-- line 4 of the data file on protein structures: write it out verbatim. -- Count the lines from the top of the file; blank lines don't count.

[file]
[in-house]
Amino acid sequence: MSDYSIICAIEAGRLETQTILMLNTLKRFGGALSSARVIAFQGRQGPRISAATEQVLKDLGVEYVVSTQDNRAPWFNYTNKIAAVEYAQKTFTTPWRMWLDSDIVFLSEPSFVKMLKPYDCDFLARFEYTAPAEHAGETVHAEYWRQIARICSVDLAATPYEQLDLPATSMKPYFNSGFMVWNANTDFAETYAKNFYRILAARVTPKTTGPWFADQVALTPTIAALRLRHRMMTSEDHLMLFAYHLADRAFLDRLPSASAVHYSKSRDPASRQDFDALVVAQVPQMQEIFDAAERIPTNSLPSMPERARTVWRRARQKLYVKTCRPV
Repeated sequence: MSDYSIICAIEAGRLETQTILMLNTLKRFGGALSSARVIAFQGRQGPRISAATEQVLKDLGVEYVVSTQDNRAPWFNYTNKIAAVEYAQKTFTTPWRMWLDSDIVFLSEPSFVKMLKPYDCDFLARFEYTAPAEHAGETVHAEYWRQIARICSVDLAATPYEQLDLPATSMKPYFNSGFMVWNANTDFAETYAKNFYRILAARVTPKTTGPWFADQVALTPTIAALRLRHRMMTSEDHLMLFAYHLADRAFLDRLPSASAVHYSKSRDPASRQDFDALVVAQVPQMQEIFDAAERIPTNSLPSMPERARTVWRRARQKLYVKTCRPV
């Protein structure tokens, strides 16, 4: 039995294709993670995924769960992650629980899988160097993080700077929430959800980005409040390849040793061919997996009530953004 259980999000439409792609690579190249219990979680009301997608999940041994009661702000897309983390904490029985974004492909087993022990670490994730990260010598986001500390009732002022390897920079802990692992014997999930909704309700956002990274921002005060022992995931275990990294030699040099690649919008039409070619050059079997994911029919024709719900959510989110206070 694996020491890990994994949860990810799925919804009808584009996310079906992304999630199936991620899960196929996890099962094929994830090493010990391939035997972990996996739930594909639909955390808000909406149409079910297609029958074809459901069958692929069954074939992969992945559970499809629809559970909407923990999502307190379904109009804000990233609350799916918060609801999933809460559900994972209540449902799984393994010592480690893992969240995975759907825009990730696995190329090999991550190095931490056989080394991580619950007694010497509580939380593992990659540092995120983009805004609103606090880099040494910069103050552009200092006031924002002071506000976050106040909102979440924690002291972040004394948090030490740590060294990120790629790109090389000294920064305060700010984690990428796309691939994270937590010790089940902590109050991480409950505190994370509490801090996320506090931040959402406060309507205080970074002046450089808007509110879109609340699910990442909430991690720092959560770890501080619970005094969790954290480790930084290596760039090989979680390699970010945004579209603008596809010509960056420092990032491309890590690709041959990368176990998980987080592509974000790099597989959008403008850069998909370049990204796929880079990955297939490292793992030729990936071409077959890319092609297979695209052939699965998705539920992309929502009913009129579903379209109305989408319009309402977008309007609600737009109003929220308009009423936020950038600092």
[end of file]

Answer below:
């Protein structure tokens, strides 16, 4: 039995294709993670995924769960992650629980899988160097993080700077929430959800980005409040390849040793061919997996009530953004 259980999000439409792609690579190249219990979680009301997608999940041994009661702000897309983390904490029985974004492909087993022990670490994730990260010598986001500390009732002022390897920079802990692992014997999930909704309700956002990274921002005060022992995931275990990294030699040099690649919008039409070619050059079997994911029919024709719900959510989110206070 694996020491890990994994949860990810799925919804009808584009996310079906992304999630199936991620899960196929996890099962094929994830090493010990391939035997972990996996739930594909639909955390808000909406149409079910297609029958074809459901069958692929069954074939992969992945559970499809629809559970909407923990999502307190379904109009804000990233609350799916918060609801999933809460559900994972209540449902799984393994010592480690893992969240995975759907825009990730696995190329090999991550190095931490056989080394991580619950007694010497509580939380593992990659540092995120983009805004609103606090880099040494910069103050552009200092006031924002002071506000976050106040909102979440924690002291972040004394948090030490740590060294990120790629790109090389000294920064305060700010984690990428796309691939994270937590010790089940902590109050991480409950505190994370509490801090996320506090931040959402406060309507205080970074002046450089808007509110879109609340699910990442909430991690720092959560770890501080619970005094969790954290480790930084290596760039090989979680390699970010945004579209603008596809010509960056420092990032491309890590690709041959990368176990998980987080592509974000790099597989959008403008850069998909370049990204796929880079990955297939490292793992030729990936071409077959890319092609297979695209052939699965998705539920992309929502009913009129579903379209109305989408319009309402977008309007609600737009109003929220308009009423936020950038600092």